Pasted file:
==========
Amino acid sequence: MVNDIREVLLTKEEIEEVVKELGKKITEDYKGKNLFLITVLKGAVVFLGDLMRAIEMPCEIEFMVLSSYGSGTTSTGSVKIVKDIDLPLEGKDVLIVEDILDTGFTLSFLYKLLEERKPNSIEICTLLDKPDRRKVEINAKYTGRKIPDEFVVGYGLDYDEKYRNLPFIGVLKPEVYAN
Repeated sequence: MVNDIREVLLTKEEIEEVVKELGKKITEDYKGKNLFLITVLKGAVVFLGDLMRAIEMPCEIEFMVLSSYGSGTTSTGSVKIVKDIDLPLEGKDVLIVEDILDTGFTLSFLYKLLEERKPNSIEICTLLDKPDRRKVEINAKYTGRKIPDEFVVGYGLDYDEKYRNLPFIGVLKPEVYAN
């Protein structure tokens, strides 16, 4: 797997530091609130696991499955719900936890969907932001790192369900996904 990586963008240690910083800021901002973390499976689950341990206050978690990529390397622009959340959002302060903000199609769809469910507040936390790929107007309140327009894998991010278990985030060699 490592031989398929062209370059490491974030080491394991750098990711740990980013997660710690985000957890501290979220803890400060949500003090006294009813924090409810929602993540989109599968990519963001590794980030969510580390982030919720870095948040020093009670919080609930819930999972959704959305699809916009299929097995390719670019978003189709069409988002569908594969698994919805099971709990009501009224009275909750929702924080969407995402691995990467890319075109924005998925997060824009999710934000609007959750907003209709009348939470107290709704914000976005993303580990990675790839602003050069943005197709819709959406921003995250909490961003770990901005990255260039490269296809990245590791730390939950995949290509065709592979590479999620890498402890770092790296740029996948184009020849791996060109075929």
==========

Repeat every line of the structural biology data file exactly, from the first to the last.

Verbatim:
Amino acid sequence: MVNDIREVLLTKEEIEEVVKELGKKITEDYKGKNLFLITVLKGAVVFLGDLMRAIEMPCEIEFMVLSSYGSGTTSTGSVKIVKDIDLPLEGKDVLIVEDILDTGFTLSFLYKLLEERKPNSIEICTLLDKPDRRKVEINAKYTGRKIPDEFVVGYGLDYDEKYRNLPFIGVLKPEVYAN
Repeated sequence: MVNDIREVLLTKEEIEEVVKELGKKITEDYKGKNLFLITVLKGAVVFLGDLMRAIEMPCEIEFMVLSSYGSGTTSTGSVKIVKDIDLPLEGKDVLIVEDILDTGFTLSFLYKLLEERKPNSIEICTLLDKPDRRKVEINAKYTGRKIPDEFVVGYGLDYDEKYRNLPFIGVLKPEVYAN
């Protein structure tokens, strides 16, 4: 797997530091609130696991499955719900936890969907932001790192369900996904 990586963008240690910083800021901002973390499976689950341990206050978690990529390397622009959340959002302060903000199609769809469910507040936390790929107007309140327009894998991010278990985030060699 490592031989398929062209370059490491974030080491394991750098990711740990980013997660710690985000957890501290979220803890400060949500003090006294009813924090409810929602993540989109599968990519963001590794980030969510580390982030919720870095948040020093009670919080609930819930999972959704959305699809916009299929097995390719670019978003189709069409988002569908594969698994919805099971709990009501009224009275909750929702924080969407995402691995990467890319075109924005998925997060824009999710934000609007959750907003209709009348939470107290709704914000976005993303580990990675790839602003050069943005197709819709959406921003995250909490961003770990901005990255260039490269296809990245590791730390939950995949290509065709592979590479999620890498402890770092790296740029996948184009020849791996060109075929």